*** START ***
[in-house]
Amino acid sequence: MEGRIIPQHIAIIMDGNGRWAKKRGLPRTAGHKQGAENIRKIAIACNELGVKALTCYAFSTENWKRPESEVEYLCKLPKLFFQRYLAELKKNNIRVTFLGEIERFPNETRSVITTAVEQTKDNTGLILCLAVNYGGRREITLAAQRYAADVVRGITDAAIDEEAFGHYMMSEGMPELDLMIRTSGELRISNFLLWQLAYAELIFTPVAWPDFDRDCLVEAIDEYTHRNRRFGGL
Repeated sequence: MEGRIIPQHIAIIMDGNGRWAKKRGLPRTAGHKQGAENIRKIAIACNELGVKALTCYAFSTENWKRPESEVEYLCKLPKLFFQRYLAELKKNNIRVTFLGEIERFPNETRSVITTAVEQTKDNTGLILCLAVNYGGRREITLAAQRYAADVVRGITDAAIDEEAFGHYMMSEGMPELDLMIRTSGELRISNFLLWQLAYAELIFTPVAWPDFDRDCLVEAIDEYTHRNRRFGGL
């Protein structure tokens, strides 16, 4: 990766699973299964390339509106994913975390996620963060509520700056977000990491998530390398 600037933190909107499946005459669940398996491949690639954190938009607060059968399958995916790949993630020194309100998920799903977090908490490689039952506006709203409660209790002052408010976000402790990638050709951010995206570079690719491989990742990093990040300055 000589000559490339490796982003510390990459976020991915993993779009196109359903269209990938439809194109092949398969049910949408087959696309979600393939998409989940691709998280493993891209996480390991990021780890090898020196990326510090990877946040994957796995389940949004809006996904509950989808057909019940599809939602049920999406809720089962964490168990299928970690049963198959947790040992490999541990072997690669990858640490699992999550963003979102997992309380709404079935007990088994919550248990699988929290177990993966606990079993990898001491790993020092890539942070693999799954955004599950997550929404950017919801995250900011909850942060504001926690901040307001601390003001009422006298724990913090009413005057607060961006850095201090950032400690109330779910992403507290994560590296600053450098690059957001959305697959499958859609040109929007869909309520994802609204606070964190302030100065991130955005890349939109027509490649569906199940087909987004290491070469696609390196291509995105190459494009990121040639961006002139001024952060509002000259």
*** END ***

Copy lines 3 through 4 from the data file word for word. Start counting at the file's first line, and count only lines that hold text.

Repeated sequence: MEGRIIPQHIAIIMDGNGRWAKKRGLPRTAGHKQGAENIRKIAIACNELGVKALTCYAFSTENWKRPESEVEYLCKLPKLFFQRYLAELKKNNIRVTFLGEIERFPNETRSVITTAVEQTKDNTGLILCLAVNYGGRREITLAAQRYAADVVRGITDAAIDEEAFGHYMMSEGMPELDLMIRTSGELRISNFLLWQLAYAELIFTPVAWPDFDRDCLVEAIDEYTHRNRRFGGL
């Protein structure tokens, strides 16, 4: 990766699973299964390339509106994913975390996620963060509520700056977000990491998530390398 600037933190909107499946005459669940398996491949690639954190938009607060059968399958995916790949993630020194309100998920799903977090908490490689039952506006709203409660209790002052408010976000402790990638050709951010995206570079690719491989990742990093990040300055 000589000559490339490796982003510390990459976020991915993993779009196109359903269209990938439809194109092949398969049910949408087959696309979600393939998409989940691709998280493993891209996480390991990021780890090898020196990326510090990877946040994957796995389940949004809006996904509950989808057909019940599809939602049920999406809720089962964490168990299928970690049963198959947790040992490999541990072997690669990858640490699992999550963003979102997992309380709404079935007990088994919550248990699988929290177990993966606990079993990898001491790993020092890539942070693999799954955004599950997550929404950017919801995250900011909850942060504001926690901040307001601390003001009422006298724990913090009413005057607060961006850095201090950032400690109330779910992403507290994560590296600053450098690059957001959305697959499958859609040109929007869909309520994802609204606070964190302030100065991130955005890349939109027509490649569906199940087909987004290491070469696609390196291509995105190459494009990121040639961006002139001024952060509002000259």